The delightfully intimate Jack Studio Theatre reopens in front of a socially-distanced audience with this charming two-hander by Stewart Pringle. Last seen live-streamed from the Maltings Theatre, the production is directed by Matthew Parker. Jilly Bond reprises her role as Denise, the sinewy Zumba teacher, who meets weekly with retired widower Harry played by Timothy Harker.
Our scene is one end of the Billingham Temperance Hall with its stark entrance, a stack of black plastic chairs and the ubiquitous trestle table at centre stage. There is just enough clutter in and on top of a cupboard to represent the paraphernalia that such community spaces attract and an appropriate selection of posters (almost certainly out-of-date) on the community noticeboard.
Numerous mini-scenes flash by, one week apart. Harry’s committee meeting finishes before Denise’s Zumba class starts and in the few minutes’ hiatus, beginning with a misunderstanding, we see their friendship – if not a relationship – develop and blossom. There is small talk and the sharing of sandwiches, and little by little personal information leaks out. But can we believe these short meetings can develop into romance? Denise talks of the steamy scenes she is reading but she does not follow such talk into action. Harry is too content with his mundane unchanging routine to risk the turmoil of change.
Harker excels as the fastidious Harry, with his shuffling of papers and bumbling manner, in a tweed jacket and sleeveless woollen sweater, and a flat cap to remind us of his Yorkshire-ness. When appointed Chairman to his board he buys his own gavel on eBay but sheepishly admits he has never had to use it in a meeting. But he mimes with it when no-one is looking.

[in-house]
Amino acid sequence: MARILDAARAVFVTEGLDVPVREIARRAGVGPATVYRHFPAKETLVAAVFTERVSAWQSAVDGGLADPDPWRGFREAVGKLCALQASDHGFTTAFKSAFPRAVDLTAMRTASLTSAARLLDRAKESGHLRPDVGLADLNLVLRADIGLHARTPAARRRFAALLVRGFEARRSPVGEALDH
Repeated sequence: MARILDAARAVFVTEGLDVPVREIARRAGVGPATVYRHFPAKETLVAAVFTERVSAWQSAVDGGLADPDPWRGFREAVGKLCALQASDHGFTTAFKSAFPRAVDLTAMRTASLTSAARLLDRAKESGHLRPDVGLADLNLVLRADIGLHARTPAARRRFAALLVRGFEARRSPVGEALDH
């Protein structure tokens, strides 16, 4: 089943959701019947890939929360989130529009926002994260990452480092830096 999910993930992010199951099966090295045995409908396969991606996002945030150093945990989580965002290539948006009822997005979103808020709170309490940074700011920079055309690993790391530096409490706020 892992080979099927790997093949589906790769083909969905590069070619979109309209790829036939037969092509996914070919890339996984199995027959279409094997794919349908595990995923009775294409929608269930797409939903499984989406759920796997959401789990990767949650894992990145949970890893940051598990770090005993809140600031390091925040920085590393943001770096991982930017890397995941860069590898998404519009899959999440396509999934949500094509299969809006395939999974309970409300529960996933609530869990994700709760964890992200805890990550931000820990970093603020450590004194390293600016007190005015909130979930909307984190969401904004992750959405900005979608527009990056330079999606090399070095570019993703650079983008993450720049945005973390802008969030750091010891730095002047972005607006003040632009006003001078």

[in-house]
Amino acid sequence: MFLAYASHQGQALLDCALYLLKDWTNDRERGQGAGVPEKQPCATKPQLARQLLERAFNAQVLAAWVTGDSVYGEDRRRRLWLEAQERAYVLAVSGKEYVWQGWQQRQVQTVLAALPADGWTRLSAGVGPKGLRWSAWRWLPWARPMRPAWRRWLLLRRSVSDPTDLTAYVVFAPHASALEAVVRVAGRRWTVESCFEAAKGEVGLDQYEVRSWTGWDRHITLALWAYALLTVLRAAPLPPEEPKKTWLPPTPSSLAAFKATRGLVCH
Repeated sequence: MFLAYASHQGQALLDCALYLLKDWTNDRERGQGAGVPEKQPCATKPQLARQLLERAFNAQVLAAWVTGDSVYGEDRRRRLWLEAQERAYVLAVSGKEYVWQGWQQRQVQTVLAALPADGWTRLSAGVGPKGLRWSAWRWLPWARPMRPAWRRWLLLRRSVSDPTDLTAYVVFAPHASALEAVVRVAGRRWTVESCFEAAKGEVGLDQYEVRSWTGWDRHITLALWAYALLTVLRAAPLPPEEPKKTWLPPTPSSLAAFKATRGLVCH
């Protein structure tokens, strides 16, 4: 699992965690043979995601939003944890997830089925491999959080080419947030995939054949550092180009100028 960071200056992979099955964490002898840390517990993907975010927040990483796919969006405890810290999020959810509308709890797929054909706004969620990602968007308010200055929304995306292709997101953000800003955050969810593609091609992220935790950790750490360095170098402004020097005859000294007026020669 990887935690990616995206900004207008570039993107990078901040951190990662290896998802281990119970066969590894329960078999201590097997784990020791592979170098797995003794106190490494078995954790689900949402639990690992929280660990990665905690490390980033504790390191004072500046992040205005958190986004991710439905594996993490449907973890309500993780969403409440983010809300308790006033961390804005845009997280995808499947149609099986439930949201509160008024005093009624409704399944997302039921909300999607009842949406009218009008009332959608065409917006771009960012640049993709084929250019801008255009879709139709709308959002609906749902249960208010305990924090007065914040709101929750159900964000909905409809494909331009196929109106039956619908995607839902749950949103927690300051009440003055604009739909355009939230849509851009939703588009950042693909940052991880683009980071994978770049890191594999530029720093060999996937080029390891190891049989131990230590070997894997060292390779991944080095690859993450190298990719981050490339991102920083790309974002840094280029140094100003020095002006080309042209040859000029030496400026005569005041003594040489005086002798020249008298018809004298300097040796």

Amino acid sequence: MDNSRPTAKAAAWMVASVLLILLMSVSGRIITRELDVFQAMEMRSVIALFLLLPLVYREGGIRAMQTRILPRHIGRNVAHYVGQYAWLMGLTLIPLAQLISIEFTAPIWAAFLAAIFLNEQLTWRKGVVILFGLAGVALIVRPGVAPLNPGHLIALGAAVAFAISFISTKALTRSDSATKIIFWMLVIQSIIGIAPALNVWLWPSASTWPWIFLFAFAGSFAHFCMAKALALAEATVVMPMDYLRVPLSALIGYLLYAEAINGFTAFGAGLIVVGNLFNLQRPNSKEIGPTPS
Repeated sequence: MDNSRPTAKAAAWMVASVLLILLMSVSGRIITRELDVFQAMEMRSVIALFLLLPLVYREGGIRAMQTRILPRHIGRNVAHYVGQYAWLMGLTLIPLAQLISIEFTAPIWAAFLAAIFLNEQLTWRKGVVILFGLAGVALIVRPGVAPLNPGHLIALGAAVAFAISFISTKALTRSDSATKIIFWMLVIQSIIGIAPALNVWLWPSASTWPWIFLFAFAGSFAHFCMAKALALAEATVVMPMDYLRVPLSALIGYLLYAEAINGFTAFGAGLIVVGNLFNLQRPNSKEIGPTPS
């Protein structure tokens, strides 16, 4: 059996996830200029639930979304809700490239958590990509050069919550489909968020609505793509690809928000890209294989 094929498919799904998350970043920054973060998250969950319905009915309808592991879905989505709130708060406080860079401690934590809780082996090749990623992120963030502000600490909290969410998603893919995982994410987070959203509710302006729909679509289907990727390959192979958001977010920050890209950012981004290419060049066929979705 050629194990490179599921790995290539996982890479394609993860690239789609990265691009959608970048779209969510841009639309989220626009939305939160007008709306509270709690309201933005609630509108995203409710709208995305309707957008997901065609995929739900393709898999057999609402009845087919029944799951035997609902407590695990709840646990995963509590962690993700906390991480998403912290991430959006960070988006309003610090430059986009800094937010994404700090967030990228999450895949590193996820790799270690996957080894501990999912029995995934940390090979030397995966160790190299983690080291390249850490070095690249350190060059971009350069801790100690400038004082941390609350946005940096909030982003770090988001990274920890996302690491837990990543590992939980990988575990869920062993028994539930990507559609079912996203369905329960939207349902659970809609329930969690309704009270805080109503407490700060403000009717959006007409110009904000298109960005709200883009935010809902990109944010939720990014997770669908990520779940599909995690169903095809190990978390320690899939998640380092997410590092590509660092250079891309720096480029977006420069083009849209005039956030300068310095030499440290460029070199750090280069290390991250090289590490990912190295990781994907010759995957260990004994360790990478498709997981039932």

Denise is brash, and confident enough to run both an exercise class and a book club, but she is unable to confront a man who makes comments on her eating a banana in the library.
The well-rehearsed movement between the couple in the confined space is slick and easy. Entrances and exits through the one small door are timed perfectly. Only when the couple attempt to sit on the table does the fluency stutter; Harker (or Harry) can’t hide his doubts that the trestle is sufficiently stable.
There is no full blackout between scenes so that we can see the reset for the next meeting. Tedium from the repetitive actions of stacking and restacking the chairs and the repositioning of the trestle table is narrowly avoided. Only the continuous opening and closing of Harry’s briefcase becomes a bugbear. And it jars when the trestle is incongruously left standing in some later scenes as the premise of the play is surely that the table has to be moved for Denise’s Zumba class.
Both Bond and Harker play the comedy gently and convincingly. It is light and comfortable viewing – the potential source for a Sunday evening TV sit-com – but the personal stories lack depth and, whilst we learn that even older people can get muddled in their efforts to forge relationships, the journey our couple make is not long enough.
“the cast are masterful at multi-roling and eking out the comic potential”